Wednesday, December 16, 2009

The Post Ranch Inn-Ultimate Big Sur Luxury


The Post Ranch Inn -Ultimate Big Sur Luxury

The Post Ranch Inn, Route 1, Big Sur, California

Review by E. Joyce Glasgow

Photo credits/copyrights: E. Joyce Glasgow, except the four with Post Ranch labeling, courtesy of Post Ranch Inn. My visit was at the end of September, so the photos of landscapes reflect what nature was doing and what the land looks like during Indian summer.

When I arrived at the Post Ranch Inn, I was greeted with a glass of champagne, warmth and hospitality, by general manager, Dan Priano and his staff, including a sixth generation member of the Post family, for whom the Inn is named. This land has so much history. For at least 10,000 years, the ancient, peaceful, indigenous Esselen people lived on about 750 square miles of the Big Sur and Ventana Wilderness area. In more recent times, pioneer, William Brainard Post, headed west from Connecticut in 1848 at the age of 18 and at the age of 30, took out a claim on 160 acres of land in Big Sur and became one of the first to homestead this stunning, wild land on the edge of the continent. The Post family worked the land as a ranch for decades, passed from generation to generation. In the early 1990’s a plan emerged to create an intimate, spectacular, distinctive, luxury get away on the property and the multiple award-winning Post Ranch Inn was born.

The visionary and highly esthetic architecture undulates naturally, organically following the curves of the land and sea. There are cozy, womb like tree houses on stilts, overlooking the trees, sea and Ventana Wilderness peaks and sleek and sophisticated suites, completely open to the horizon, with floor to ceiling windows and glass doors, which hug the cliffside, dramatically perched over the expansive, endless Pacific. Some of the roofs are “green”, with soft hued plants growing on them, giving them the appearance of Hobbit houses. The Inn is off the grid and generates ninety percent of its energy from banks of solar panels on the ranch. It has been lauded internationally for its “green” operations. An organic garden is maintained, providing luscious, sweet, heirloom tomatoes, basil and other herbs and vegetables for use in the restaurant, Sierra Mar.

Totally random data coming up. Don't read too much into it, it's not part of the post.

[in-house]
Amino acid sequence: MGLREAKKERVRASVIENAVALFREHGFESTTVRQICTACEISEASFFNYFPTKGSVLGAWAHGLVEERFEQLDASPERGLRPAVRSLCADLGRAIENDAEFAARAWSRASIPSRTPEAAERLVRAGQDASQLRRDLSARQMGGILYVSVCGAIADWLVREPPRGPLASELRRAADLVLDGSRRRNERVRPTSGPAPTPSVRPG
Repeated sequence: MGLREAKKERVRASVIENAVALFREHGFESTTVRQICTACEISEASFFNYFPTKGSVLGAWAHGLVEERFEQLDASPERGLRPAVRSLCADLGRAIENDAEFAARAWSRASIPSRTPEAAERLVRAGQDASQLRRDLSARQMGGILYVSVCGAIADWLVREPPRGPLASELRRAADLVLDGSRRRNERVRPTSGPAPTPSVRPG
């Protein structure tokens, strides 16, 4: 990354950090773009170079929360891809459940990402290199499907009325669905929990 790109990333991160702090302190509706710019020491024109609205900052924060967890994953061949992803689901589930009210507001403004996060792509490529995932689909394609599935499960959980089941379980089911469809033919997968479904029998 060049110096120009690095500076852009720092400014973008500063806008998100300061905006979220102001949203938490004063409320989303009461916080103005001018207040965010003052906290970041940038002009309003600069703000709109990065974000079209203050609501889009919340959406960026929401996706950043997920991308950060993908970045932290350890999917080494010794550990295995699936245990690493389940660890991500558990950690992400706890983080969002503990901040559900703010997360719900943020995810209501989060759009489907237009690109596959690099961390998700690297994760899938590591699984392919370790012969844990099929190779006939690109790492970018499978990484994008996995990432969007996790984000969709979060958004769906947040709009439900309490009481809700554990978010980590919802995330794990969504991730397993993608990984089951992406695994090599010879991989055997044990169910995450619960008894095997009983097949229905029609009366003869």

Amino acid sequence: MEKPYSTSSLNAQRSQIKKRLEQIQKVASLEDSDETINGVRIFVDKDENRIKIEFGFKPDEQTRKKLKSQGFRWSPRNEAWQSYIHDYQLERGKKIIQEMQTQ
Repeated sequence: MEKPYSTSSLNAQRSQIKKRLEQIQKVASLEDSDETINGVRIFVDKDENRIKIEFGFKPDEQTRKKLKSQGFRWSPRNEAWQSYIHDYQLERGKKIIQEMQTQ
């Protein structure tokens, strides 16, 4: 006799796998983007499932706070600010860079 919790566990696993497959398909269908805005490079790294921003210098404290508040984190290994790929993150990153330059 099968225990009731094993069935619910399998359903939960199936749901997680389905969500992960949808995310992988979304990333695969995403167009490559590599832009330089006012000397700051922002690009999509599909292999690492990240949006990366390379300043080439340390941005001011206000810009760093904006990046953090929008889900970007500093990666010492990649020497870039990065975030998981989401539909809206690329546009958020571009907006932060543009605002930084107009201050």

Everywhere one walks, the air is permeated by the intoxicating, heady scents of rosemary, lavender, sage and redwood. The effects on the nervous system are very calming and the scents are refreshing and pleasurable.

What makes the Post Ranch so unique and special is in the way guests are treated and the attention to detail. The staff is incredibly gracious, helpful, professional and sincere and it was amazing to be around a group of people who were so totally present and alert and who loved their jobs and seemed to get great joy from serving. I feel like I’ve been completely spoiled! As I reflected, I thought that this is the way all people everywhere should treat each other at all times, with presence, kindness, good nature, respect, alertness, joy at making others happy, attention to detail, steadfastness and follow through. We’d have a much happier world!